[Heroes from afar] Colombian vet shares vivid memories, and photos, of Korean War
'We had to wade through body after body on the ground'
Hearing their commander call for a retreat from the battlefield in in Yeoncheon County, Gangwon, the soldiers made their way back to their reserve posts. But 20-year-old Gilberto Diaz Velasco had a different mission in mind.
“One of my closest friends in the army passed away that night, and I wanted to bring him back with me,” said Sergeant Major Diaz. “But there were so many bodies on the ground, and I couldn’t tell where my friend was.”
Time was not on his side. So Diaz did something that he never thought he could.
“My friend had a mustache,” Diaz said. “So I started touching the faces of the bodies on the ground until I was able to recognize him. I took his body with me.”
Diaz is one of 420 surviving Colombian veterans of the Korean War. He spoke with members of the press during an online conference organized by the Colombian Embassy in Korea in Seoul on June 23.
Colombia sent 5,100 soldiers and sailors to Korea during the war, the only country in South America to answer the call from the United Nations.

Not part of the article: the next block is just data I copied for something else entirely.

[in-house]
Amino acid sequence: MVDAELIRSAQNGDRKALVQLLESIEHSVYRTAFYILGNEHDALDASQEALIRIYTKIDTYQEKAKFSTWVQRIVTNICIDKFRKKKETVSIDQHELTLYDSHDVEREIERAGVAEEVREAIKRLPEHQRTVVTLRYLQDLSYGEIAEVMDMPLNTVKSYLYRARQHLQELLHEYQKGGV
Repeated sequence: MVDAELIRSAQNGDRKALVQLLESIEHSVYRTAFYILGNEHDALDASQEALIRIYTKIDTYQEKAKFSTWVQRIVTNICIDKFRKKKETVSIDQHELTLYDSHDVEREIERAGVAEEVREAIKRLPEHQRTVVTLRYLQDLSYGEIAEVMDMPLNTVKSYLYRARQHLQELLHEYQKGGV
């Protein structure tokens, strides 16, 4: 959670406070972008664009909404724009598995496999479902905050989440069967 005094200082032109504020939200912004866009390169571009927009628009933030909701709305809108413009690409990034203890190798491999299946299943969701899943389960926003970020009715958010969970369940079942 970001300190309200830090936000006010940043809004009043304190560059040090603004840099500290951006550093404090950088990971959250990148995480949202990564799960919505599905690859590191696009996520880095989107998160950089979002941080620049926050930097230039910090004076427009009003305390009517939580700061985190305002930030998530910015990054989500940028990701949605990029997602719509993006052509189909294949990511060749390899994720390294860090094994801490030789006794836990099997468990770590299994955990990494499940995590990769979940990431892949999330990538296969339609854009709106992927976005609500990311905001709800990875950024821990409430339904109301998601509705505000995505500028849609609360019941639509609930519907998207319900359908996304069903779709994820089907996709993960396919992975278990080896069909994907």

“In June of 1950, the secretary general of the United Nations invited the governments worldwide to an alliance,” Juan Carlos Caiza, ambassador of Colombia to Korea, told the Korea JoongAng Daily. “The alliance was around two principles: The principle of democracy and the principle of freedom.”
The first group of Colombian forces arrived in Korea on the frigate A.R.C. Almirante Padilla on May 8, 1951, and the last group departed on Oct. 11, 1954, according to the Colombian Embassy in Korea.
The Colombian Battalion was attached to the United States’ infantry divisions, including the 31st Infantry Regiment, and took part in Operation Thunderbolt, the Battle of Old Baldy, the Battle of Triangle Hill and the recapture of Geumseong.
“After arriving through Incheon, we were assigned to several groups and patrolled the land to understand its conditions,” Diaz said. “My specialty was the 81-millimeter bazooka. My team’s role was to infiltrate the enemy lines and find out where we can attack with mortars.”
During the Battle of Old Baldy, the Colombian forces were placed on the main line of resistance with American forces. They were later recognized for their valor.